After conducting her graduate research from the CAES facility, University of Idaho’s Emma Redfoot is headed to microreactor startup Oklo, Inc. for a six-month fellowship. Before departing, Redfoot spoke to Rachel Davis about her passion for nuclear energy, environmentalism, and how millennials view the changing face of energy.
By Rachel Davis, CAES Communications
With access to knowledge like never before, millennials are realizing the impact of their choices on the environment. Emma Redfoot’s path to nuclear energy came about not because of a desire to help herself, but the passion she has to improve the world around her.
Younger generations seem obsessed with renewables. What put you on the path to nuclear energy?
I never really was against nuclear power. During my undergraduate degree in environmental studies, nuclear power was never discussed. Renewables were the default answer to the climate problem. I remembered wondering why we were not constructing renewables as fast as possible since they were the obvious answer to decarbonizing the grid. The curriculum for my undergrad included work from the Breakthrough Institute about eco-modernism, a philosophy that argues technology can help humans protect nature. This school of thought was developed by environmentalist Michael Shellenberger and Ted Nordhaus.
Can you tell us more about eco-modernism?
The focus of eco-modernism is on how technology enables both humans and the environment to thrive. The philosophy was introduced mainly to challenge the dogmatic environmental thought that is often taught that the only way to be an environmentalist is by being vegans wearing recycled clothing and riding a bike everywhere. While I found the stereotype appealing as a recent high school graduate, my real concern at the time was climate change, which I felt was the issue of my generation. Eco-modernism focuses on using data to see where the twin issues of quality of life and minimization of environmental degradation have both improved.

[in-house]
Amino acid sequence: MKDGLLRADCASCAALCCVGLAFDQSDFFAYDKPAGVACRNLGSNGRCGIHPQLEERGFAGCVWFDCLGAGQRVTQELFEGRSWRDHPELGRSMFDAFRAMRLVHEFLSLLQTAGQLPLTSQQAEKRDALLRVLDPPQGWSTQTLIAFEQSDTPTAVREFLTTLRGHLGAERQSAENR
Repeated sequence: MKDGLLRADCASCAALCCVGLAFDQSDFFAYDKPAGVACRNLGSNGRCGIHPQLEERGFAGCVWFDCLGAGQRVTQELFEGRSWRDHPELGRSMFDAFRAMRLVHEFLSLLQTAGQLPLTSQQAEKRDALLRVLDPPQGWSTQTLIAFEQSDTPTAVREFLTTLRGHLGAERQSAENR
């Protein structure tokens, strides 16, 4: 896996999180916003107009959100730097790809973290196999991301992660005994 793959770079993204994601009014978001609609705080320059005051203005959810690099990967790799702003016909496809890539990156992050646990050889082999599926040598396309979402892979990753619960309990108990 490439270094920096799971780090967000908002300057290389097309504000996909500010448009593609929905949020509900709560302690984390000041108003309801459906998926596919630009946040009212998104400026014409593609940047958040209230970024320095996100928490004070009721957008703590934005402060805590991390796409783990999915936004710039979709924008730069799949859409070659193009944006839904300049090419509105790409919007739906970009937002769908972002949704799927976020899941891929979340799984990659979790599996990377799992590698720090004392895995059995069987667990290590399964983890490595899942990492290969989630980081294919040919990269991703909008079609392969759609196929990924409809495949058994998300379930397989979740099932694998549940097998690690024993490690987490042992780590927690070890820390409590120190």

You spent time in South America. How did that experience guide your educational choices?
After living in South America for a year, six months on an organic permaculture farm and six months doing research in Cusco, Peru, I decided quality of life and people having opportunities is what I wanted most to impact. I always liked reading about physics, but never thought I would be a scientist or engineer, even though I have always been stronger academically in the sciences.
I also liked building stuff. For example, I took welding in high school, so I decided I wanted to become an engineer. From my understanding of eco-modernism, I knew that energy was the most important prerequisite to ensuring greater access to health care, education, gender equality and general quality of life. After deciding to go into energy, I looked at the different forms of energy generation technologies out there. Interesting things seemed to be happening in nuclear. I found the beginning of a startup culture really appealing. The problems facing nuclear seemed much more manageable than those facing every other form of energy.